Every year, hundreds of thousands of people across the US file for bankruptcy. In 2019, 772,646 Americans filed for bankruptcy. While most people who file for bankruptcy understand it can significantly impact their lives, many don't expect it to affect their estate plans.
If you're considering filing for bankruptcy, knowing how it will influence your estate plan can allow you to preserve your legacy more easily.
How Does Bankruptcy Affect Estate Plans?
The short answer to this question is: it depends. How significantly your estate plan changes as a result of your bankruptcy filing largely depends on whether your file for a Chapter 7 or a Chapter 13 bankruptcy.
In a Chapter 7 bankruptcy, you agree to liquidate your assets (minus vital assets such as your home or car) to repay creditors. The United States Trustee Program (part of the Department of Justice) appoints a bankruptcy trustee to your case, who works with you and your creditors to determine an acceptable arrangement for all parties. To file for Chapter 7 bankruptcy, you have to meet specific requirements, such as making less than the median income for your state.
In a Chapter 13 bankruptcy, instead of selling assets to repay creditors, the trustee works with you to set up a repayment plan so you can repay your creditors within a specified time frame (often 3-5 years). To file for Chapter 13 bankruptcy, you cannot exceed a certain amount of debt, and you must make enough money for your creditors to consider a repayment plan a feasible option.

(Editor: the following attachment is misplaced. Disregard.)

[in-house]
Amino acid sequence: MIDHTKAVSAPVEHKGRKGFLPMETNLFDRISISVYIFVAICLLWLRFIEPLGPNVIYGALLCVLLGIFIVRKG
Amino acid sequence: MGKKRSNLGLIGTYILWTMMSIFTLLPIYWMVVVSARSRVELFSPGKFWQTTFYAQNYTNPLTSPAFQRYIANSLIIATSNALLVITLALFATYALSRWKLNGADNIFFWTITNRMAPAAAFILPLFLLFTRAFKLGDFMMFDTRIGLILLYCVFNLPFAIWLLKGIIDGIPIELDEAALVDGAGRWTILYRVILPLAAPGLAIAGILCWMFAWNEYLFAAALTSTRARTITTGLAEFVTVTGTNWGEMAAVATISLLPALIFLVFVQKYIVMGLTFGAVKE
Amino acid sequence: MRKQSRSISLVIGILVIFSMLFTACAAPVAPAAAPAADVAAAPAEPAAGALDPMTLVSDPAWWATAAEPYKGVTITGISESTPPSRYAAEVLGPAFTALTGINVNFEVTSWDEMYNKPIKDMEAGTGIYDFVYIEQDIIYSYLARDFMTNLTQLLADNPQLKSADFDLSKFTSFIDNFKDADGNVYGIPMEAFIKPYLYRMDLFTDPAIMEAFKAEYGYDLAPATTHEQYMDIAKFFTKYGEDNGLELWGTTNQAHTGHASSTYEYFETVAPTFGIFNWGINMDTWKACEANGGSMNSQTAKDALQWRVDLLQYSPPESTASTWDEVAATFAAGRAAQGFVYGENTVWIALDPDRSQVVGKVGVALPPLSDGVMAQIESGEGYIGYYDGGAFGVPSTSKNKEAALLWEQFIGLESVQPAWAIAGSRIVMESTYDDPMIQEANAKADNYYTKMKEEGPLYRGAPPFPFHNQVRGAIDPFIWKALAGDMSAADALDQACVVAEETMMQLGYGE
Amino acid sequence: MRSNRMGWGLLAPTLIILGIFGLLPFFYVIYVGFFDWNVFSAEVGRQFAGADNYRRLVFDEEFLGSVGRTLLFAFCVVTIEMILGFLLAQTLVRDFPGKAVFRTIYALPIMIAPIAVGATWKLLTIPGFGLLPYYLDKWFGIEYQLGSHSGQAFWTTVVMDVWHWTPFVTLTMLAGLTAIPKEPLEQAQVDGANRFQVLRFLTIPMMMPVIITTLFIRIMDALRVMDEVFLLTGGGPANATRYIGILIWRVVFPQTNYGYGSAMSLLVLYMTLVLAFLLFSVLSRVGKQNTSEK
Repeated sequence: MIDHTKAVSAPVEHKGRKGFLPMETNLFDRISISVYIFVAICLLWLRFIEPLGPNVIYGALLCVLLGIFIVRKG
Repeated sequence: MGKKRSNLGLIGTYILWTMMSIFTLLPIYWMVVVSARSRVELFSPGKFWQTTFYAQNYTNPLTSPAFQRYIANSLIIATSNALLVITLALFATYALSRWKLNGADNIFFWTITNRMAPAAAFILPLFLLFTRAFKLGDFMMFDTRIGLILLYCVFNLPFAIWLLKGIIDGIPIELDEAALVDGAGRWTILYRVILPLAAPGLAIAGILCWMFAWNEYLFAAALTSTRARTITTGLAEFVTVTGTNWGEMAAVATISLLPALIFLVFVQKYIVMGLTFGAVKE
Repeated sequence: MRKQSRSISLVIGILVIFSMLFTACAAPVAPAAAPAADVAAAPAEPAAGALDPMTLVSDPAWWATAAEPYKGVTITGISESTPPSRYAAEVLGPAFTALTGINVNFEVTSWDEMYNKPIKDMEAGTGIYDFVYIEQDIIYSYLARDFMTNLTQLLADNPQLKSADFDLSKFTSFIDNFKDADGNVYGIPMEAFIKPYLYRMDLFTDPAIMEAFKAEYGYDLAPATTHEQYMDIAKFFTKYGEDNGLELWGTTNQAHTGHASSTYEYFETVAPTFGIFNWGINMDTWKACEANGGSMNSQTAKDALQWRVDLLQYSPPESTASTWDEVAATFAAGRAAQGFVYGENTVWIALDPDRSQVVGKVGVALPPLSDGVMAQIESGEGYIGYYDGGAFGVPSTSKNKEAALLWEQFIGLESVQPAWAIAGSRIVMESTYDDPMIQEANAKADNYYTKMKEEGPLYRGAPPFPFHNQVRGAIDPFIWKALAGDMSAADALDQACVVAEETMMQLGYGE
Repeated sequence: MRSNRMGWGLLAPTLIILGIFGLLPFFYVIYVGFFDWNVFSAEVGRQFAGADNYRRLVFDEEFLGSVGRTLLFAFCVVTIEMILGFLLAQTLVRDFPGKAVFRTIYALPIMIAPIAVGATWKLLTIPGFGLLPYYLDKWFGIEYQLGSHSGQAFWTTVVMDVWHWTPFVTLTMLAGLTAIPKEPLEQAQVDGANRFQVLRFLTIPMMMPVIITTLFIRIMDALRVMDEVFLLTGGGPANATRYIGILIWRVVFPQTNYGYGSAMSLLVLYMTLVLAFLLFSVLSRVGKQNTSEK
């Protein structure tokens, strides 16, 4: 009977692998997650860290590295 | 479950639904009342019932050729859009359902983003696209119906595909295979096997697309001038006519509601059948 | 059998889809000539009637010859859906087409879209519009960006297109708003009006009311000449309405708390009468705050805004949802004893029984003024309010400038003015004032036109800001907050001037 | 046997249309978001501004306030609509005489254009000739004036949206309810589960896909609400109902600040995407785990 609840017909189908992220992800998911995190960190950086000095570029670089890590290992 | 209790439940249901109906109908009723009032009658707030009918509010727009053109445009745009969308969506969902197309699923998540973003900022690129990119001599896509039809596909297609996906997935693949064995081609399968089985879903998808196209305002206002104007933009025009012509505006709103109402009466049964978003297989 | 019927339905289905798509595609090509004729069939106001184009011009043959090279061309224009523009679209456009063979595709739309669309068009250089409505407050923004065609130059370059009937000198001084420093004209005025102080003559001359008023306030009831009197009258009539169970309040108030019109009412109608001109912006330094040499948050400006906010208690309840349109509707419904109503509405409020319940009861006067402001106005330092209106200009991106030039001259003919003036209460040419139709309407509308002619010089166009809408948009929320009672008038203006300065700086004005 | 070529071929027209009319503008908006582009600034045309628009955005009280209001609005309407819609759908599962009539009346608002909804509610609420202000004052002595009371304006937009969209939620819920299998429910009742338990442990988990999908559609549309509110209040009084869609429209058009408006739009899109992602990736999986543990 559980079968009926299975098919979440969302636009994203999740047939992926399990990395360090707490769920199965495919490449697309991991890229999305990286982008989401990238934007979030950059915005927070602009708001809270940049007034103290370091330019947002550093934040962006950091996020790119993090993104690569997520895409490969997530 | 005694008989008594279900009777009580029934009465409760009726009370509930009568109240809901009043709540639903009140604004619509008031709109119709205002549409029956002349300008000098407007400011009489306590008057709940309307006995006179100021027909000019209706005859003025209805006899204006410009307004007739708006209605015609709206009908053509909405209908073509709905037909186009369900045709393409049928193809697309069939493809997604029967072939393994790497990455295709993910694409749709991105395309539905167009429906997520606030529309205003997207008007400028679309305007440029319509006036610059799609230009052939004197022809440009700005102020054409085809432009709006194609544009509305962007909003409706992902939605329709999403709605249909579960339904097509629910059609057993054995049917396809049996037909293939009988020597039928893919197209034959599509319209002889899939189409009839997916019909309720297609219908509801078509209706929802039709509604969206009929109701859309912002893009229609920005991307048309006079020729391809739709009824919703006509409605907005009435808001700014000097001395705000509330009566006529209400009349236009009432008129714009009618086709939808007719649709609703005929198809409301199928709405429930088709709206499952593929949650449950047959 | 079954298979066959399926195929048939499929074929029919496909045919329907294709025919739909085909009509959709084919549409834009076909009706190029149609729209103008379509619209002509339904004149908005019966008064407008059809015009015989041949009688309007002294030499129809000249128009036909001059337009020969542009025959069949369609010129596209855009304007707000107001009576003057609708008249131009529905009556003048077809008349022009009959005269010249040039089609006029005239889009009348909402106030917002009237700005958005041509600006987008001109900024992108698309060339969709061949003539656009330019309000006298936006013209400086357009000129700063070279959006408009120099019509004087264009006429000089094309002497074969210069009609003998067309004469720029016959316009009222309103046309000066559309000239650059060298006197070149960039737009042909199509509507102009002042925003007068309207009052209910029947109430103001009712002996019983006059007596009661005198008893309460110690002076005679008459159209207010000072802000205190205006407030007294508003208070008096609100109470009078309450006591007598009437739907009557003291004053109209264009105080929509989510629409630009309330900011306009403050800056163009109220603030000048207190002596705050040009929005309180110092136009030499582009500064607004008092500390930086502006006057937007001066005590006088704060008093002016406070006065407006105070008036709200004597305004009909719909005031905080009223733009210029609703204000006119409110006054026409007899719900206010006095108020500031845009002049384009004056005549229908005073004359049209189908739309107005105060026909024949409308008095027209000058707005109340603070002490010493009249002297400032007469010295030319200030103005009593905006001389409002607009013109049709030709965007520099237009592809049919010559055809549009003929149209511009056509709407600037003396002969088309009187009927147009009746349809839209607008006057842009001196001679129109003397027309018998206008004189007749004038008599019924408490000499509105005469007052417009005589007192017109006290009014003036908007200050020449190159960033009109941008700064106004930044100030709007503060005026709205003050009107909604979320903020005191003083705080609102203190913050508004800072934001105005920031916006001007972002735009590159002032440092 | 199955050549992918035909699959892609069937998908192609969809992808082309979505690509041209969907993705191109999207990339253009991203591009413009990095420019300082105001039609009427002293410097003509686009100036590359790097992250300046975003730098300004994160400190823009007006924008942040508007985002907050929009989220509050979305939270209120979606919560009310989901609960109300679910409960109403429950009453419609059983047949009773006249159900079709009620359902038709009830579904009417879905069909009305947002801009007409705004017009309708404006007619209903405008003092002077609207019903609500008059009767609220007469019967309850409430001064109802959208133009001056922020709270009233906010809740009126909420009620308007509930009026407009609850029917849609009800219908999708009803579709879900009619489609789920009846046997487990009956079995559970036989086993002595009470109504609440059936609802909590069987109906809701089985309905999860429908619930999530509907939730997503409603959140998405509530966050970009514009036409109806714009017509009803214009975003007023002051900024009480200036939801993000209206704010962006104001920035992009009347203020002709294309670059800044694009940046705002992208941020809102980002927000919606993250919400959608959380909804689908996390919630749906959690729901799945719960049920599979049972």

Filing for a Chapter 7 bankruptcy is more likely to affect your estate plan and documents such as your will then filing for a Chapter 13 bankruptcy. Because Chapter 7 bankruptcies liquidate assets to repay debts, it's possible some assets you own that you intended to be passed down in your will instead get seized by creditors to repay your debts.
How Can I Protect Assets?
One way to protect assets is by creating an irrevocable trust. If you draft and sign an irrevocable trust, you immediately relinquish your right to any assets included in the trust, abdicating them to the individual(s) named in the trust.
However, irrevocable trusts created immediately before bankruptcy are typically considered invalid by the bankruptcy court. The court wants to prevent individuals on the brink of bankruptcy from using irrevocable trusts to protect assets, so you need to create the irrevocable trust far in advance of your bankruptcy for it to stand up in court.
What Happens if I Inherit an Estate in Bankruptcy?
If a bankrupt debtor dies, their beneficiaries inherit the bankruptcy estate. In most cases, if you inherit a Chapter 7 bankruptcy, you'll need to liquidate your inherited assets to pay off the decedent's creditors. Once any creditors are fully paid off, you'll get the remainder of the inheritance.
If you inherit a Chapter 13 bankruptcy estate, however, things might be different. You may be able to ask the estate administrator to file for case dismissal or discharge the debt since the debtor passed away. You may also be able to ask the bankruptcy court to convert the estate into a Chapter 7 bankruptcy, allowing you to quickly liquidate assets to pay debts and then collect the remainder of the inheritance. The judge presiding over the case will make the final decision.
The steps you take during your bankruptcy case can significantly change how it impacts your estate plan. At the Law Office of Russell S. Hershkowitz, LLC, our attorney has decades of experience helping clients navigate bankruptcy cases.
To receive a free consultation with our team, contact us online or give us a call at (407) 753-4111.